Put another way, this is what makes the NFL so exciting. The Vikings have a chance to prove something — both to themselves and the rest of the league — with a win over the Cowboys.
If fans didn’t have enough of a reason to get fired up for this one, Vikings Assistant Head Coach/Co-Defensive Coordinator Andre Patterson gave everyone some juice.
“It’s going to be a fight. That’s why they should watch it,” Patterson said. “It’s two good teams playing, right? And it’s going to be a fight. That’s why they should watch the game.
“It’s two good teams that are going to give it everything they’ve got to try to win that game,” Patterson added. “It’s going to be entertaining, two good teams fighting, and that’s why they should watch the game.”
Here is what Eric Smith, Lindsey Young and Craig Peters of Vikings.com will be watching in Week 8:
Win on 1st down | By @Eric_L_Smith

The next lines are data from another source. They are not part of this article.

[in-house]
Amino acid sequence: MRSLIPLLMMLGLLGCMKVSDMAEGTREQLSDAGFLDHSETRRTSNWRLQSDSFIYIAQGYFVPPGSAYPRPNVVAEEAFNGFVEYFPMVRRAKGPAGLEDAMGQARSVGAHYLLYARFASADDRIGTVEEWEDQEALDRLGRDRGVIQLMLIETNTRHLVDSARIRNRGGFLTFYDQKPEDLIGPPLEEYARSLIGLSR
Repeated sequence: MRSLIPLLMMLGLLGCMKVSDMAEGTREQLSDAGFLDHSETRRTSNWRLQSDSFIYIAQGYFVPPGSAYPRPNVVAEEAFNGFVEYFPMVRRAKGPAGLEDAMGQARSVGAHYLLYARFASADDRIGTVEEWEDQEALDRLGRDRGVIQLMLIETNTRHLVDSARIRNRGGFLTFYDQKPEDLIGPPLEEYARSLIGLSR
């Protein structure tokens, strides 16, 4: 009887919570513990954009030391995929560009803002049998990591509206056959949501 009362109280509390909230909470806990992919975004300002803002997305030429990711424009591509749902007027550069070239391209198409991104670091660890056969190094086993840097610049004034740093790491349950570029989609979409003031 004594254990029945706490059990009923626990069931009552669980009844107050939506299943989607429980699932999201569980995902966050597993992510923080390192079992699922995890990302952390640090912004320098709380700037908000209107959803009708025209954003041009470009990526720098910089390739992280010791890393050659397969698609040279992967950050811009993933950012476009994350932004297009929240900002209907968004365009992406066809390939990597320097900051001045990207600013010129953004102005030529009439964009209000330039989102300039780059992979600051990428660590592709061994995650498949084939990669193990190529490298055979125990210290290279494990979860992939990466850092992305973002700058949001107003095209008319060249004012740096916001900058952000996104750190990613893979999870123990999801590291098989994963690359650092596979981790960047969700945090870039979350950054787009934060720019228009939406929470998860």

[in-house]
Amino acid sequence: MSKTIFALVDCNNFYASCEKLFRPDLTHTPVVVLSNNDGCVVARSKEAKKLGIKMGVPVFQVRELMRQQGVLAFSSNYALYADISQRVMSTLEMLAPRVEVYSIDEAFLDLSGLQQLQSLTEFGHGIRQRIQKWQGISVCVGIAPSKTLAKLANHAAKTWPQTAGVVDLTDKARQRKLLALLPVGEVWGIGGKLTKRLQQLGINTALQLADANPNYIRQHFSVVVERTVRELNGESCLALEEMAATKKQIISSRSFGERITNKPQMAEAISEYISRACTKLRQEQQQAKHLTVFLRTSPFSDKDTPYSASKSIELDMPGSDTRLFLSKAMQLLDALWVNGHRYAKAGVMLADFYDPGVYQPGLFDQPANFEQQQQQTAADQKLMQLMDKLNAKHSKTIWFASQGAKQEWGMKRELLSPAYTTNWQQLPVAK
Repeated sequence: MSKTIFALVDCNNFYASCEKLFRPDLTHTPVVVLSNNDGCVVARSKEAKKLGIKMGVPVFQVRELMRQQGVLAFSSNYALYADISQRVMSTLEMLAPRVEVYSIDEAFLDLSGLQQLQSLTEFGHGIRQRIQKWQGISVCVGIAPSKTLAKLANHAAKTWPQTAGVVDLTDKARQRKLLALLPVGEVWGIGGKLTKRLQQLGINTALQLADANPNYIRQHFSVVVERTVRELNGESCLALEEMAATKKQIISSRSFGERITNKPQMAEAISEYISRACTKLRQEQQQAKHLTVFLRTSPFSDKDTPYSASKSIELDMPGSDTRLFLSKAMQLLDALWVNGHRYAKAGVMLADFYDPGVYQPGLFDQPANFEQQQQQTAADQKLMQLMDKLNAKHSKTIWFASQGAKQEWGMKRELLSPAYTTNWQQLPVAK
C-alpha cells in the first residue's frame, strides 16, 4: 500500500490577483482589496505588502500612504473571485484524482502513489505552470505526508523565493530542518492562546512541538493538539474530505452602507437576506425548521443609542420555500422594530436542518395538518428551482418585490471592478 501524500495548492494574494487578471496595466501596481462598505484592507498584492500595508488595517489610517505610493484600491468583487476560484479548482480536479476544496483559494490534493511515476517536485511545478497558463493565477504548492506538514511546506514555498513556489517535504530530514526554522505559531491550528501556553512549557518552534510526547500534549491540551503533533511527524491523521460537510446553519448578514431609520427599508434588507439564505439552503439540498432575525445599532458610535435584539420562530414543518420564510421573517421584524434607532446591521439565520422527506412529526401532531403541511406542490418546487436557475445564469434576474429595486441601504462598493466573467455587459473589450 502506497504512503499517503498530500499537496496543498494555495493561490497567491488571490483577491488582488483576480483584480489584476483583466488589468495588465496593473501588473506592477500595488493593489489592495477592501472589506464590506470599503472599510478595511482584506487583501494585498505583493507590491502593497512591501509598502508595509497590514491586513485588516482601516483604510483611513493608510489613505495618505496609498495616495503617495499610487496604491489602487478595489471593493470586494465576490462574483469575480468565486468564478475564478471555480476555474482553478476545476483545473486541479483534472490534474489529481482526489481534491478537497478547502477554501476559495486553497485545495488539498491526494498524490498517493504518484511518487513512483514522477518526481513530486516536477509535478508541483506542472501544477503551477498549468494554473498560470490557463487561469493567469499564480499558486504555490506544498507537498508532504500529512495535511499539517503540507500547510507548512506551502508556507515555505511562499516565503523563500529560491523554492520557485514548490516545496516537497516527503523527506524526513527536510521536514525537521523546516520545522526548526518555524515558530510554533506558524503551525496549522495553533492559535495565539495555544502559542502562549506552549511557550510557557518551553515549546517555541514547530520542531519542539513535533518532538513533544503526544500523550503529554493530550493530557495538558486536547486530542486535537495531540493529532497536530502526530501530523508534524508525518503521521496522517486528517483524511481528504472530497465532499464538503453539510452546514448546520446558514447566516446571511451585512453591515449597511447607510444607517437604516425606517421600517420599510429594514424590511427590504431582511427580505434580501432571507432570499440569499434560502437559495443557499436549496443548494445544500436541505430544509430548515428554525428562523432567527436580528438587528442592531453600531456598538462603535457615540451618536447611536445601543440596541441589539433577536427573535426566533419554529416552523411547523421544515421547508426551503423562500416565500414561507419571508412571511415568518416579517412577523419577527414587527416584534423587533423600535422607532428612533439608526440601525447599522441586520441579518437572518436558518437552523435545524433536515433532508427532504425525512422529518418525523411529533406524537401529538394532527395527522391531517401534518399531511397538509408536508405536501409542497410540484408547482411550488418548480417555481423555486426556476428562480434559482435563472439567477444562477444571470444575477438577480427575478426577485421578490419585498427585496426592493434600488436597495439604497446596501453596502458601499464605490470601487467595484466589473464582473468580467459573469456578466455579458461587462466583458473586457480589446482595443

Death, taxes and a Mike Zimmer’s defense being great on third downs. Entering Week 8, the Vikings once again lead the league in third-down defense at 29.17 percent.
But the down to watch Sunday night is the first one, meaning first-and-10, and especially when the Vikings defense is up against the Cowboys offense.
Because not only does Dallas have the league’s No. 1 offense in points and yards per game, the Cowboys are also head and shoulders above every else in terms of success on first downs.
Dallas has run 170 plays on first-and-10 that have totaled 1,215 yards, a whopping average of 7.15 yards per play. No other team in the league is above 7.0 yards per play on first-and-10.
Zimmer stressed the importance of his defense finding ways to succeed early on a drive against Dallas.